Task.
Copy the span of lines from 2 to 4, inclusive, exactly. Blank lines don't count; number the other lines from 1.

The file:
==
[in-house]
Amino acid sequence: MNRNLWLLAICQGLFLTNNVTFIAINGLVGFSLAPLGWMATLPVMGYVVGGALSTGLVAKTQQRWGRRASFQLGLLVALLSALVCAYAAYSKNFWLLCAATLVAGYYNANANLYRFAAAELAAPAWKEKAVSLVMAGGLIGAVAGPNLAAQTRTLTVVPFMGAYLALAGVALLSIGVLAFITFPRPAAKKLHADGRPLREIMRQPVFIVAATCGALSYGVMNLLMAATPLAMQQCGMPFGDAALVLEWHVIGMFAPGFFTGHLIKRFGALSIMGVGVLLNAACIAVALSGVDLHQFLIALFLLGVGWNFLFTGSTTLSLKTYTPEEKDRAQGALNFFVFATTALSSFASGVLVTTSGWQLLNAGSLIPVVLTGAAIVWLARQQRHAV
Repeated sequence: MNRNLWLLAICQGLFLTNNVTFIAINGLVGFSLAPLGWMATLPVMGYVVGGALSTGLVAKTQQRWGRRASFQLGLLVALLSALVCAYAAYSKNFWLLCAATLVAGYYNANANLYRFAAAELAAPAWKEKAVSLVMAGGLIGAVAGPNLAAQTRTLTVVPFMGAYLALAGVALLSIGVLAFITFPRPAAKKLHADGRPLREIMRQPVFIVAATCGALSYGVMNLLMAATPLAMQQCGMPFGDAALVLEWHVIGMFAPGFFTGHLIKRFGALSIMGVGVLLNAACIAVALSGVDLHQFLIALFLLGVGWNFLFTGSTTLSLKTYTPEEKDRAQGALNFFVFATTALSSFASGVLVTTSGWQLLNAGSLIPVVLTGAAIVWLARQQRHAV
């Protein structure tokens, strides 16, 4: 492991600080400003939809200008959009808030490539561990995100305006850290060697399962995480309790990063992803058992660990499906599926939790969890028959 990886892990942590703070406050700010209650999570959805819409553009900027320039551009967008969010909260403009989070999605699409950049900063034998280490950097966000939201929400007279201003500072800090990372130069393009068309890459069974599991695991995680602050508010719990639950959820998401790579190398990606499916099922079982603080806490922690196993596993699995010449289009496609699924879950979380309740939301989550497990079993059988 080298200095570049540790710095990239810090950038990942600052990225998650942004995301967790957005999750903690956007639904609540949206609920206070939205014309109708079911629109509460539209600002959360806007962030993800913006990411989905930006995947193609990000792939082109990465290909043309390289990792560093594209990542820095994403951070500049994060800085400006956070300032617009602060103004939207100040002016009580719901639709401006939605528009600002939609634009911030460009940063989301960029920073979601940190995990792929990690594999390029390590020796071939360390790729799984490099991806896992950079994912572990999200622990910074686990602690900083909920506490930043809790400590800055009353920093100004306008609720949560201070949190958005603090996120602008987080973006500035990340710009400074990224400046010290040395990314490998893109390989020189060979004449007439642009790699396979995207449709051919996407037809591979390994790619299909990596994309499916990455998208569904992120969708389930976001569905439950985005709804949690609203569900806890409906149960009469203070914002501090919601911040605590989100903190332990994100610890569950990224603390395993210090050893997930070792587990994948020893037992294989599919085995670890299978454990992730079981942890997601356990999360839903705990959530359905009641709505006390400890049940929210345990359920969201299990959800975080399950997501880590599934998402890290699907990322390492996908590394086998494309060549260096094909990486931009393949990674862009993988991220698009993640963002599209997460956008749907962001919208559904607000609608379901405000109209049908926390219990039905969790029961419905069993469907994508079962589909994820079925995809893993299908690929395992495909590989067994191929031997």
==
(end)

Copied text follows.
Amino acid sequence: MNRNLWLLAICQGLFLTNNVTFIAINGLVGFSLAPLGWMATLPVMGYVVGGALSTGLVAKTQQRWGRRASFQLGLLVALLSALVCAYAAYSKNFWLLCAATLVAGYYNANANLYRFAAAELAAPAWKEKAVSLVMAGGLIGAVAGPNLAAQTRTLTVVPFMGAYLALAGVALLSIGVLAFITFPRPAAKKLHADGRPLREIMRQPVFIVAATCGALSYGVMNLLMAATPLAMQQCGMPFGDAALVLEWHVIGMFAPGFFTGHLIKRFGALSIMGVGVLLNAACIAVALSGVDLHQFLIALFLLGVGWNFLFTGSTTLSLKTYTPEEKDRAQGALNFFVFATTALSSFASGVLVTTSGWQLLNAGSLIPVVLTGAAIVWLARQQRHAV
Repeated sequence: MNRNLWLLAICQGLFLTNNVTFIAINGLVGFSLAPLGWMATLPVMGYVVGGALSTGLVAKTQQRWGRRASFQLGLLVALLSALVCAYAAYSKNFWLLCAATLVAGYYNANANLYRFAAAELAAPAWKEKAVSLVMAGGLIGAVAGPNLAAQTRTLTVVPFMGAYLALAGVALLSIGVLAFITFPRPAAKKLHADGRPLREIMRQPVFIVAATCGALSYGVMNLLMAATPLAMQQCGMPFGDAALVLEWHVIGMFAPGFFTGHLIKRFGALSIMGVGVLLNAACIAVALSGVDLHQFLIALFLLGVGWNFLFTGSTTLSLKTYTPEEKDRAQGALNFFVFATTALSSFASGVLVTTSGWQLLNAGSLIPVVLTGAAIVWLARQQRHAV
């Protein structure tokens, strides 16, 4: 492991600080400003939809200008959009808030490539561990995100305006850290060697399962995480309790990063992803058992660990499906599926939790969890028959 990886892990942590703070406050700010209650999570959805819409553009900027320039551009967008969010909260403009989070999605699409950049900063034998280490950097966000939201929400007279201003500072800090990372130069393009068309890459069974599991695991995680602050508010719990639950959820998401790579190398990606499916099922079982603080806490922690196993596993699995010449289009496609699924879950979380309740939301989550497990079993059988 080298200095570049540790710095990239810090950038990942600052990225998650942004995301967790957005999750903690956007639904609540949206609920206070939205014309109708079911629109509460539209600002959360806007962030993800913006990411989905930006995947193609990000792939082109990465290909043309390289990792560093594209990542820095994403951070500049994060800085400006956070300032617009602060103004939207100040002016009580719901639709401006939605528009600002939609634009911030460009940063989301960029920073979601940190995990792929990690594999390029390590020796071939360390790729799984490099991806896992950079994912572990999200622990910074686990602690900083909920506490930043809790400590800055009353920093100004306008609720949560201070949190958005603090996120602008987080973006500035990340710009400074990224400046010290040395990314490998893109390989020189060979004449007439642009790699396979995207449709051919996407037809591979390994790619299909990596994309499916990455998208569904992120969708389930976001569905439950985005709804949690609203569900806890409906149960009469203070914002501090919601911040605590989100903190332990994100610890569950990224603390395993210090050893997930070792587990994948020893037992294989599919085995670890299978454990992730079981942890997601356990999360839903705990959530359905009641709505006390400890049940929210345990359920969201299990959800975080399950997501880590599934998402890290699907990322390492996908590394086998494309060549260096094909990486931009393949990674862009993988991220698009993640963002599209997460956008749907962001919208559904607000609608379901405000109209049908926390219990039905969790029961419905069993469907994508079962589909994820079925995809893993299908690929395992495909590989067994191929031997």